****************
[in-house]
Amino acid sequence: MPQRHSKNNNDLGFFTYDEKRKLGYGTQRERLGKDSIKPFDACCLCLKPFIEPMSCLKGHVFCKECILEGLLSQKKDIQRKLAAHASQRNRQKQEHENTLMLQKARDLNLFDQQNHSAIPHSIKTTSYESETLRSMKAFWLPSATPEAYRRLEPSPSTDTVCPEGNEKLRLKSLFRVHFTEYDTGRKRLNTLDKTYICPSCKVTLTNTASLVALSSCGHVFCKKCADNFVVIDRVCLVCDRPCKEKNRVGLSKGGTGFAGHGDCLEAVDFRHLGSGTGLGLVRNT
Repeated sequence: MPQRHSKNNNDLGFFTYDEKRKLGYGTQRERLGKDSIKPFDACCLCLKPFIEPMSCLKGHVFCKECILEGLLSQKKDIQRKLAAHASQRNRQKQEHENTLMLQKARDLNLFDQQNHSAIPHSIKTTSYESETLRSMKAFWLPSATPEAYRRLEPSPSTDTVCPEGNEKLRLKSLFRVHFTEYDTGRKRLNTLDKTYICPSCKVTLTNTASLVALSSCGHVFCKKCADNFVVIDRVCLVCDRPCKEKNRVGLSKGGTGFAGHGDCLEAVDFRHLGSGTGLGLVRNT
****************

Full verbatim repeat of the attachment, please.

[in-house]
Amino acid sequence: MPQRHSKNNNDLGFFTYDEKRKLGYGTQRERLGKDSIKPFDACCLCLKPFIEPMSCLKGHVFCKECILEGLLSQKKDIQRKLAAHASQRNRQKQEHENTLMLQKARDLNLFDQQNHSAIPHSIKTTSYESETLRSMKAFWLPSATPEAYRRLEPSPSTDTVCPEGNEKLRLKSLFRVHFTEYDTGRKRLNTLDKTYICPSCKVTLTNTASLVALSSCGHVFCKKCADNFVVIDRVCLVCDRPCKEKNRVGLSKGGTGFAGHGDCLEAVDFRHLGSGTGLGLVRNT
Repeated sequence: MPQRHSKNNNDLGFFTYDEKRKLGYGTQRERLGKDSIKPFDACCLCLKPFIEPMSCLKGHVFCKECILEGLLSQKKDIQRKLAAHASQRNRQKQEHENTLMLQKARDLNLFDQQNHSAIPHSIKTTSYESETLRSMKAFWLPSATPEAYRRLEPSPSTDTVCPEGNEKLRLKSLFRVHFTEYDTGRKRLNTLDKTYICPSCKVTLTNTASLVALSSCGHVFCKKCADNFVVIDRVCLVCDRPCKEKNRVGLSKGGTGFAGHGDCLEAVDFRHLGSGTGLGLVRNT